Stories about Development from March, 2009
Gil the Jenius thinks that “Puerto Rico has not embraced the power of the Internet to a significant degree.”
Nigerian blogger, Sokari Ekine is one of African bloggers who will cover G20 summit: “My plan of action is to try to cover both the G20 summit and the Alternative G20 along with the mass direct action organized by G20 meltdown in the City. I am doing this because I...
David Sasaki writes about Liberia's natural born bloggers: It is hard to imagine a place more difficult to keep a blog than a country that just barely has an electric grid. But a few ambitious, aspiring Liberian journalists are working hard to join their colleagues from the DR of Congo,...
Queen Rania of Jordan is visiting South Africa and blogging about about her experience. After meeting Nelson Mandela, she wrote, “In Madiba's presence, even before he speaks, something magical happens. Goodness and goodwill flow from this great man. Grace, humility, and courage light up the room. He makes you feel...
The birth rate has increased by 20 percent in ex-Soviet Georgia and the country's Orthodox Church is taking much of the credit. The miracle responsible for the much-needed baby boom in this old Christian country has been a single promise from the head of the Georgian church to personally baptize newborns. Bloggers seem impressed.
The scenery of Taiwan's countryside as simple and stunningly beautiful as depicted by the above popular lullaby will soon be vanished. Small rivers will be replaced by sewage pipes, hills will be flattened, and there will be hundreds, if not thousands, of factories and sumptuous villas rise in the middle of farmland. Of course, there will be potted plant inside the walls of these villas, but there won't be egrets or even sparrows anymore.
Everybody is trying hard to cope with the global economic crisis. Bloggers are offering survival tips to their readers. Businesses around the world are adjusting. Some are even profiting from the crisis. In this post, I will feature individuals and companies exerting their very best to overcome the recession.
Repeating Islands Blog pays a visit to Derek Walcott Square in St. Lucia.
“Will Barbados’ proposed housing developments be part of an economic and social package that is geared to give people a better standard of living?”: Living in Barbados questions the wisdom of high-rise developments on the island.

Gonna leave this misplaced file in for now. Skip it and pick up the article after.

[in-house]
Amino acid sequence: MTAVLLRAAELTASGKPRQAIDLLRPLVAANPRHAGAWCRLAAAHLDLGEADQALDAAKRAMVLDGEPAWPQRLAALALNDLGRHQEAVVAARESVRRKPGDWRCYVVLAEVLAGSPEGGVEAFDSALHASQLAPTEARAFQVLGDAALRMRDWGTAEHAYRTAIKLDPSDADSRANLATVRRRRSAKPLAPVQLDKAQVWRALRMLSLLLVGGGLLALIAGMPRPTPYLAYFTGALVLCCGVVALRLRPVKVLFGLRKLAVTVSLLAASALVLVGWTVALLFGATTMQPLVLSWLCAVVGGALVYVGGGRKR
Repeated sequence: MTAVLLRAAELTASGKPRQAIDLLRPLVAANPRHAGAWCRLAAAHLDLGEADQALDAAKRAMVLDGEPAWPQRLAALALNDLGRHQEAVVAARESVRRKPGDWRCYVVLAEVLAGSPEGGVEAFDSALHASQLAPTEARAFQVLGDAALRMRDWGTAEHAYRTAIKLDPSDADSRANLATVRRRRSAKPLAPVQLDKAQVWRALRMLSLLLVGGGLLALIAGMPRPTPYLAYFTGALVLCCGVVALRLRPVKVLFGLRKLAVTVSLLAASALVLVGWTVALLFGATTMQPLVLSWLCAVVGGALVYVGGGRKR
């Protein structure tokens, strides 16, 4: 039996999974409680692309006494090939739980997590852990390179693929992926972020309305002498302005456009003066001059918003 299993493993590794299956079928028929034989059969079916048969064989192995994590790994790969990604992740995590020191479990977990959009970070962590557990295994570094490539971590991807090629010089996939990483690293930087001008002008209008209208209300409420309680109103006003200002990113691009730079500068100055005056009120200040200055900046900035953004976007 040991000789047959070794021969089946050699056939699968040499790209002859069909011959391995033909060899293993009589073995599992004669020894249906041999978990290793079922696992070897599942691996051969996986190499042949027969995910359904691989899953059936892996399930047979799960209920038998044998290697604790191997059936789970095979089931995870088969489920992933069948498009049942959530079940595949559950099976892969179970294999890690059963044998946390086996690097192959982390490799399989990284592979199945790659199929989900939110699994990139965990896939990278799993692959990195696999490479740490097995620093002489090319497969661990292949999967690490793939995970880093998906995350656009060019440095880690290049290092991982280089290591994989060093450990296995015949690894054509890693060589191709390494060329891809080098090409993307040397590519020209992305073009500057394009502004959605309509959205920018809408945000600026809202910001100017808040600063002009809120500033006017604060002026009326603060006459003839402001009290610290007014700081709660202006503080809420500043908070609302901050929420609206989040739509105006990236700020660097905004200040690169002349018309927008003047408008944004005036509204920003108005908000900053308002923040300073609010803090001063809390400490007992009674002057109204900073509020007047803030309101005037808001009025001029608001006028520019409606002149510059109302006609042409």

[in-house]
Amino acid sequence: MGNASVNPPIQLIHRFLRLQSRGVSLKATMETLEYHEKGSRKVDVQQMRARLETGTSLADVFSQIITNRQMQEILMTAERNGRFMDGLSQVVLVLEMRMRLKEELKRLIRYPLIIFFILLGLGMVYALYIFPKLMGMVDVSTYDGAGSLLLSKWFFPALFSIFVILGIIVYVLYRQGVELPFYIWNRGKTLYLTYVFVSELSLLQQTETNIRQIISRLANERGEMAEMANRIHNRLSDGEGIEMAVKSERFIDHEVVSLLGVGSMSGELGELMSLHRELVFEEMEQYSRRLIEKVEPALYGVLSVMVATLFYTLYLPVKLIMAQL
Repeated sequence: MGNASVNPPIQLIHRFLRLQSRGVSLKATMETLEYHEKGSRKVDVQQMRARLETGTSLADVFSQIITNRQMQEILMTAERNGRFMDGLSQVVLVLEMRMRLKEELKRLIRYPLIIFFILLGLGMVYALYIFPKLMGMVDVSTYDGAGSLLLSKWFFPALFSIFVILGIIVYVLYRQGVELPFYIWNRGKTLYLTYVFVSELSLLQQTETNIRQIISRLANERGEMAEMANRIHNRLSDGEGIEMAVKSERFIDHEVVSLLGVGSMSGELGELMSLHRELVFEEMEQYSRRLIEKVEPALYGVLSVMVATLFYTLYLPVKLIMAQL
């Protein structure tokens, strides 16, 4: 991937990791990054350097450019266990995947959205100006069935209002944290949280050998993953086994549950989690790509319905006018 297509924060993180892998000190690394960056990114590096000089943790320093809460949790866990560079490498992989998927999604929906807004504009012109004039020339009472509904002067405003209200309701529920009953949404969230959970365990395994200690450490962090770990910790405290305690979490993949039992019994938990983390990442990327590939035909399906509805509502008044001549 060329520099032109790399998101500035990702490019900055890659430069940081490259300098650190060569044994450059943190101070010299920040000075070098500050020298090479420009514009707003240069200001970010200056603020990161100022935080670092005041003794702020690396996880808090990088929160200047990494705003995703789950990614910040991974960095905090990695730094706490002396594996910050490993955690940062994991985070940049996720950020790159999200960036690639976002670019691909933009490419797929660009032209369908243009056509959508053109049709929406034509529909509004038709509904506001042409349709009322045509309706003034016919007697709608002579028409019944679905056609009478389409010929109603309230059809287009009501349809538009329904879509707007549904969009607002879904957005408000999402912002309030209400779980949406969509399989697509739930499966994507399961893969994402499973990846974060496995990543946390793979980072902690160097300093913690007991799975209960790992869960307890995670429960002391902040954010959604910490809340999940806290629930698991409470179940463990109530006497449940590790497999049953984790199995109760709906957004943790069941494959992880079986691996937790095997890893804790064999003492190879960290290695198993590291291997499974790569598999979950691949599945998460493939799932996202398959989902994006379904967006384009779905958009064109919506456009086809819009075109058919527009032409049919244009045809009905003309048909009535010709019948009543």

April 23 is UNESCO World Book Day – and just because the Global Voices team loves blogs, doesn’t mean we have forgotten other forms of the written word! In fact, because we think reading literature is such an enjoyable way to learn about another culture, we have a fun challenge for all Global Voices contributors and readers, and bloggers everywhere.
Learn how solar drying business links Uganda rural farmers with export markets.
Eliza Anyangwe wonders whether short-term development projects such as the The Katine project in Uganda can deliver lasting change.
From the death of a cousin after a lethal penicillin injection to discussing why Libyan men prefer marrying 'stupid' women over those who are educated, Fozia Mohamed sifts through posts written by established and new bloggers in her country to bring us those stories and more.
Zimbabwean bloggers are unhappy with the way things are turning out within the coalition government between Robert Mugabe and Morgan Tsvangirai. The reactions are a mixture of distrust of Mugabe ad disappointment in the policy approaches of the MDC.
Photo essays by Michael Turton and Shan Ding Lu capture scenes of typical Taiwanese life.
Baltic writes about Latvia's corrupt political “elite” and its role in the scandal surrounding the construction of a new bridge in Riga.
Learn about Mixta Africa from Emeka, “Mixta Africa's philosophy is to build safe, decent housing at competitive, transparent prices, in the minimum time and to international quality standards.”
Repeating Islands’ Blog visits St. Lucia and discovers that “the fishing village of Gros Islet – the principal setting for Derek Walcott’s Omeros – seems serenely frozen in time.”
The climax of Pope Benedict XVI's visit to Angola was an open-air mass this Sunday, when nearly million people from various Angolan provinces and other African countries came to Luanda to hear the mass in Cimangola, on the outskirts of Luanda. Bloggers report on the Pope's remarks during his first pilgrimage to Africa, and also on the facelift Angola was given to receive Benedict XVI.
Egypt's first online radio - Radio Horytna - invites youth to apply for the position of President for any Arab country of their choice. Egyptian bloggers comment on the initiative in this post.
Malaysia’s first stimulus plan last year was inadequate. So the government unveiled a second stimulus program this month. What are the reactions of Malaysian bloggers?